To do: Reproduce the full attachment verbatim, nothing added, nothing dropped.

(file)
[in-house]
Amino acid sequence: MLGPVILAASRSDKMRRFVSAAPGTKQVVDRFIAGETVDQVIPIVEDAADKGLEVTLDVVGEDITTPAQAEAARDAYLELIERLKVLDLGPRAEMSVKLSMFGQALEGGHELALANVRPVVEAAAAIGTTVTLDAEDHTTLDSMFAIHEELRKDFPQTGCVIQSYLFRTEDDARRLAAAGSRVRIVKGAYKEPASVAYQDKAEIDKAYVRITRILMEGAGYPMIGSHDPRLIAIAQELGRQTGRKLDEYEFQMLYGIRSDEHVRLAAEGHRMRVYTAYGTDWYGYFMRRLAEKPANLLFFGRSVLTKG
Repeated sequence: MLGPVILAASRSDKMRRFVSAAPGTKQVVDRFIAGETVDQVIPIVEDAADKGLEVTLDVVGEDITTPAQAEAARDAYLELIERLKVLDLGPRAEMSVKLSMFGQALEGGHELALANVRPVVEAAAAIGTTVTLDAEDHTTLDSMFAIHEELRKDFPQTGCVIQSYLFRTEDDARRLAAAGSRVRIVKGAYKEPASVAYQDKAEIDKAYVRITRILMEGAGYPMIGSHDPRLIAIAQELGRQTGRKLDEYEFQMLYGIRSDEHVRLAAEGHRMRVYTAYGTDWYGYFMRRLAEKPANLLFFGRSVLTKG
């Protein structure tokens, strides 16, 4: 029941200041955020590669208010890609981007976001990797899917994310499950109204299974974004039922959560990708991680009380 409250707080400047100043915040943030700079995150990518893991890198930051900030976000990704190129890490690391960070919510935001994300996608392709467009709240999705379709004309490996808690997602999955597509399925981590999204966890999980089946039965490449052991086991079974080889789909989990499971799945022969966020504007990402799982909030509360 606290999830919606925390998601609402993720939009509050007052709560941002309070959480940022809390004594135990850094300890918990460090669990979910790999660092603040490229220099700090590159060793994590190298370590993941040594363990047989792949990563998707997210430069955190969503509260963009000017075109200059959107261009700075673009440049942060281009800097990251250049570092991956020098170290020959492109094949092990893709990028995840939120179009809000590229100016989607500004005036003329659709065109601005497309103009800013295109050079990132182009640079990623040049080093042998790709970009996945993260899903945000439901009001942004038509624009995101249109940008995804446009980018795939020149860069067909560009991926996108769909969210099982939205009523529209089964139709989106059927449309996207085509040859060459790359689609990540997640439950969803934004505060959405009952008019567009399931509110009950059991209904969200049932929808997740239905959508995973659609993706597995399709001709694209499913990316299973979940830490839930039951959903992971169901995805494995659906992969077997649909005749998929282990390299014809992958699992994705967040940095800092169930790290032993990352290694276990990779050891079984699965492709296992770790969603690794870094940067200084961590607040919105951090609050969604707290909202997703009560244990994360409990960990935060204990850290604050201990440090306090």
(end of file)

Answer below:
[in-house]
Amino acid sequence: MLGPVILAASRSDKMRRFVSAAPGTKQVVDRFIAGETVDQVIPIVEDAADKGLEVTLDVVGEDITTPAQAEAARDAYLELIERLKVLDLGPRAEMSVKLSMFGQALEGGHELALANVRPVVEAAAAIGTTVTLDAEDHTTLDSMFAIHEELRKDFPQTGCVIQSYLFRTEDDARRLAAAGSRVRIVKGAYKEPASVAYQDKAEIDKAYVRITRILMEGAGYPMIGSHDPRLIAIAQELGRQTGRKLDEYEFQMLYGIRSDEHVRLAAEGHRMRVYTAYGTDWYGYFMRRLAEKPANLLFFGRSVLTKG
Repeated sequence: MLGPVILAASRSDKMRRFVSAAPGTKQVVDRFIAGETVDQVIPIVEDAADKGLEVTLDVVGEDITTPAQAEAARDAYLELIERLKVLDLGPRAEMSVKLSMFGQALEGGHELALANVRPVVEAAAAIGTTVTLDAEDHTTLDSMFAIHEELRKDFPQTGCVIQSYLFRTEDDARRLAAAGSRVRIVKGAYKEPASVAYQDKAEIDKAYVRITRILMEGAGYPMIGSHDPRLIAIAQELGRQTGRKLDEYEFQMLYGIRSDEHVRLAAEGHRMRVYTAYGTDWYGYFMRRLAEKPANLLFFGRSVLTKG
């Protein structure tokens, strides 16, 4: 029941200041955020590669208010890609981007976001990797899917994310499950109204299974974004039922959560990708991680009380 409250707080400047100043915040943030700079995150990518893991890198930051900030976000990704190129890490690391960070919510935001994300996608392709467009709240999705379709004309490996808690997602999955597509399925981590999204966890999980089946039965490449052991086991079974080889789909989990499971799945022969966020504007990402799982909030509360 606290999830919606925390998601609402993720939009509050007052709560941002309070959480940022809390004594135990850094300890918990460090669990979910790999660092603040490229220099700090590159060793994590190298370590993941040594363990047989792949990563998707997210430069955190969503509260963009000017075109200059959107261009700075673009440049942060281009800097990251250049570092991956020098170290020959492109094949092990893709990028995840939120179009809000590229100016989607500004005036003329659709065109601005497309103009800013295109050079990132182009640079990623040049080093042998790709970009996945993260899903945000439901009001942004038509624009995101249109940008995804446009980018795939020149860069067909560009991926996108769909969210099982939205009523529209089964139709989106059927449309996207085509040859060459790359689609990540997640439950969803934004505060959405009952008019567009399931509110009950059991209904969200049932929808997740239905959508995973659609993706597995399709001709694209499913990316299973979940830490839930039951959903992971169901995805494995659906992969077997649909005749998929282990390299014809992958699992994705967040940095800092169930790290032993990352290694276990990779050891079984699965492709296992770790969603690794870094940067200084961590607040919105951090609050969604707290909202997703009560244990994360409990960990935060204990850290604050201990440090306090």